When I need to learn something, I read about it and work problems. It's not fundamentally different than getting anything else done. For me, that is. YMMV.

Comment by jay-molstad on Learning to Learn and Navigating Moods · 2019-07-22T22:37:22.314Z · score: 0 (2 votes) · LW · GW

I do, but I find the world often requires me to stay productively on task even when I'd rather not. We old people used to call this "self-discipline".

Comment by jay-molstad on Learning to Learn and Navigating Moods · 2019-07-21T21:48:48.255Z · score: 1 (1 votes) · LW · GW

I think this varies considerably by person. Personally, I have 4 university degrees and I've never really felt the need to pay attention to my moods in anything like this way. I generally got good enough results by waiting for the last minute, which triggered the "this needs doing now" mood that was sufficient for my needs.

Comment by jay-molstad on Why did we wait so long for the bicycle? · 2019-07-17T23:32:33.310Z · score: 1 (1 votes) · LW · GW

Whoops. My bad.

Comment by jay-molstad on Why did we wait so long for the bicycle? · 2019-07-17T22:44:38.236Z · score: 1 (5 votes) · LW · GW

A quick google search gave me an estimate of a 300:1 cost ratio of iron to silver (1 lb iron costing ~300 lb silver) in the 14th century. For comparison, a king's annual income might have been 20,000 lbs of silver. Without fossil fuels, smelting iron ore requires lots of charcoal, which requires lots and lots of wood, which requires plenty of land and labor (ever chopped a tree down by hand?). Bicycles would have been prohibitively expensive before fossil fuels.

Comment by jay-molstad on Is the "business cycle" an actual economic principle? · 2019-06-19T21:50:39.378Z · score: 3 (2 votes) · LW · GW

There are certainly economic theories that account for business cycles. Keynes's General Theory of Employment, Interest, and Money is the go-to book here.

If you expect the market to fall, you would want a short position. If the market continues to rise, that bet will lose lots of money. A bet against the market has to be very well timed, and that's very hard to do. As the saying goes, the market can stay irrational longer than any investor can stay solvent.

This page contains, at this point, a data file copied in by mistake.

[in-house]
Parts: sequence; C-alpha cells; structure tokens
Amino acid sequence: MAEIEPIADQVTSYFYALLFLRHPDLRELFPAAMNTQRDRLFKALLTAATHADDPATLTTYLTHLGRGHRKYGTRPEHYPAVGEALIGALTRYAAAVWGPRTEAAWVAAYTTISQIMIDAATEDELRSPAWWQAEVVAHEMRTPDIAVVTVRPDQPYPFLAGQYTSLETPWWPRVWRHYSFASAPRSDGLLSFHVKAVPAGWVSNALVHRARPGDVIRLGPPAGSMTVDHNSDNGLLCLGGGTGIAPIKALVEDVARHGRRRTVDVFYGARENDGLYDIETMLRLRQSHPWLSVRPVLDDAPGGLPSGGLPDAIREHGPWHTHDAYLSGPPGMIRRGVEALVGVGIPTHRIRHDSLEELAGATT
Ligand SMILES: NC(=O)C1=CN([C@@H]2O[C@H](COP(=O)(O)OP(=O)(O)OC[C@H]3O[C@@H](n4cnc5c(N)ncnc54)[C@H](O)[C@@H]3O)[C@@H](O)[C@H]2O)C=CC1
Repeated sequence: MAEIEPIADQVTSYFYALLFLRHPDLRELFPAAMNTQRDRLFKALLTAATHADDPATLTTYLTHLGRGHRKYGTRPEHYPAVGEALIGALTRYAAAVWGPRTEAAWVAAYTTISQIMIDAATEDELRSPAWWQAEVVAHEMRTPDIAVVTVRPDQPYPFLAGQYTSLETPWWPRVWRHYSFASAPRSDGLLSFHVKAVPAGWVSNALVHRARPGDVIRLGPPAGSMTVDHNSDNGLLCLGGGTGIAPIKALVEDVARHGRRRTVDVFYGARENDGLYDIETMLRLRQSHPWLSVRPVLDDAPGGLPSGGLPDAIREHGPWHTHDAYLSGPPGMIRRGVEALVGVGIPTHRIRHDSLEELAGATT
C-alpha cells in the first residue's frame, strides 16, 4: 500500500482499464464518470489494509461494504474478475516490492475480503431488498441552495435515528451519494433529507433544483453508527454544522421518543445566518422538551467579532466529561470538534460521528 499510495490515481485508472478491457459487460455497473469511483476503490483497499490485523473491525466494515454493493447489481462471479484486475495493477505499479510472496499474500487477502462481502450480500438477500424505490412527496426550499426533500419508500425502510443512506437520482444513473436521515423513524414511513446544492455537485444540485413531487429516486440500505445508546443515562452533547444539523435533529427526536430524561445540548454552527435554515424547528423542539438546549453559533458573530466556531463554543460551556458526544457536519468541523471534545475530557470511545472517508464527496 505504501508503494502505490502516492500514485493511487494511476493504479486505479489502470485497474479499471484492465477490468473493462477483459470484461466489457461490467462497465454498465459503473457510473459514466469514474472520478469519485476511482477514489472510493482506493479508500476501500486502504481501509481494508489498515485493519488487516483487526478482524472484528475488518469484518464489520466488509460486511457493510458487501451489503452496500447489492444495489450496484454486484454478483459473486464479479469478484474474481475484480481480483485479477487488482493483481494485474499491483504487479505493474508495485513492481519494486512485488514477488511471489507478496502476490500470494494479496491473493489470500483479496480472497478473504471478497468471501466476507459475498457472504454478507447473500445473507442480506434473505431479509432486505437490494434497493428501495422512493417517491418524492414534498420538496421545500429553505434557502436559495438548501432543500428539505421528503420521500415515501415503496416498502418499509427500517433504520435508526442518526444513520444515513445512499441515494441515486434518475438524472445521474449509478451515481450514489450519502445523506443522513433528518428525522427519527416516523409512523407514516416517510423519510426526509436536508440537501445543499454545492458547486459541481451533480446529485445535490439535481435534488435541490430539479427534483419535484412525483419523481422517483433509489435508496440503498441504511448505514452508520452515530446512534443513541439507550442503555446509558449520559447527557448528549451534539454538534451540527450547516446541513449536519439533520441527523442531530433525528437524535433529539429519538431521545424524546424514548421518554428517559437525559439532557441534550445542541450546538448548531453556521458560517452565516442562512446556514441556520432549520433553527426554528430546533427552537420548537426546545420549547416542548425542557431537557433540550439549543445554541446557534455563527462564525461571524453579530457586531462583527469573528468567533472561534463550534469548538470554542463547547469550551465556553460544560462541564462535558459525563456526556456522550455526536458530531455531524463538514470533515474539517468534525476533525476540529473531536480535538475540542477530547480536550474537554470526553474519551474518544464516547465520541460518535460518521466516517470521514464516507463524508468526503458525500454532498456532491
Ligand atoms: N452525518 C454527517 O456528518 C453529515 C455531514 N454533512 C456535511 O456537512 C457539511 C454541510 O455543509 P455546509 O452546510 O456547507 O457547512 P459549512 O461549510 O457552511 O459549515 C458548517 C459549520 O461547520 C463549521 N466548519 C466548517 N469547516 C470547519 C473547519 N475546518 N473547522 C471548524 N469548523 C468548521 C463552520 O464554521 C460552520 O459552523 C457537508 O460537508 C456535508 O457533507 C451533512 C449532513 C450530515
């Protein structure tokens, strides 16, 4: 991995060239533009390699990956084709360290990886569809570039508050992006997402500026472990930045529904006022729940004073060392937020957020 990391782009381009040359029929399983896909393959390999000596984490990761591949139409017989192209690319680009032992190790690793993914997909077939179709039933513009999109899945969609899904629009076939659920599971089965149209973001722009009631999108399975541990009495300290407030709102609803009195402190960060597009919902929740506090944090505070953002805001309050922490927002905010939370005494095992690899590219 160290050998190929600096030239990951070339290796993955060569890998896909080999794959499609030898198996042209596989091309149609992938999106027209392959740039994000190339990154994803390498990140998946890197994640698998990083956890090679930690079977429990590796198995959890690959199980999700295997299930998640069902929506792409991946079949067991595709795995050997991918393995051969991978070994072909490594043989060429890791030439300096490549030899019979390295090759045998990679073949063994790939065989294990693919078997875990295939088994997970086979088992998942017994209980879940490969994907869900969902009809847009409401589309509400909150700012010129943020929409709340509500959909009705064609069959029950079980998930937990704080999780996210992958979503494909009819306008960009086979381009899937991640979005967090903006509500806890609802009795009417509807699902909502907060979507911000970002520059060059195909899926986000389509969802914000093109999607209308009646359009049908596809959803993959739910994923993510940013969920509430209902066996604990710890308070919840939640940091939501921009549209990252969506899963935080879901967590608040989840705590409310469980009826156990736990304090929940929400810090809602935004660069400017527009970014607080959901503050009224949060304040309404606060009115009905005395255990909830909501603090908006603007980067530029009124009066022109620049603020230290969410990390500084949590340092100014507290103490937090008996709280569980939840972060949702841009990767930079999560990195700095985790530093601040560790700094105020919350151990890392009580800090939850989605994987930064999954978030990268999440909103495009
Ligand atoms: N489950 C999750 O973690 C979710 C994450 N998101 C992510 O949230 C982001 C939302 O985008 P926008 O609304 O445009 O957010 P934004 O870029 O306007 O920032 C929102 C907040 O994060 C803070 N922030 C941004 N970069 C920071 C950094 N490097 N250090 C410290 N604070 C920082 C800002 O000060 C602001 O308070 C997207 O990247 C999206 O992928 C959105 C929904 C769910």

Comment by jay-molstad on Is "physical nondeterminism" a meaningful concept? · 2019-06-17T01:42:43.395Z · score: 1 (1 votes) · LW · GW

I completely agree with the answer above. I'll also add that, on an object level, all of the models agree about the outcomes of every experiment we've ever been able to do. It really doesn't matter whether you think of an isotope as having a 50% chance of decaying within 12 years, or whether you think of yourself as having a 50% amplitude, over the next `12 years, of branching into universes where the nucleus has decayed. As Feynman put it, "shut up and calculate" - the models work, but asking what they mean is a one-way ticket to epistemology.

Comment by jay-molstad on Quotes from Moral Mazes · 2019-05-31T00:06:01.876Z · score: 9 (6 votes) · LW · GW

Some of this seems to be a problem intrinsic to meritocracies. The people who get to positions of real authority in a competitive, meritocratic system have been trained for decades to ignore the losers disappearing in the rearview mirror while using their current position of authority primarily as a platform to push for their next promotion. Those are terrible habits for a society to cultivate in its leaders.

Comment by jay-molstad on Nash equilibriums can be arbitrarily bad · 2019-05-27T13:03:31.525Z · score: 1 (1 votes) · LW · GW

It seems to me that both parties to the Cold War favored the defect-defect outcome (launch all the nukes) over the cooperate-defect outcome (we die, they don't). It's hard to tell, though, because both sides had an incentive to signal that preference regardless of the truth.

But that's an extreme case. Any war you choose will have each side choosing between continuing to fight and surrendering. The cooperate-cooperate outcome (making peace in a way that approximates the likely outcome of a war) is probably best for all, but it's hard to achieve in practice. And it seems to me that at least part of the problem is that, if one side chooses to cooperate (sue for peace and refrain from maximally fighting), they run the risk that the other side will continue to defect (fight) and seize an advantage.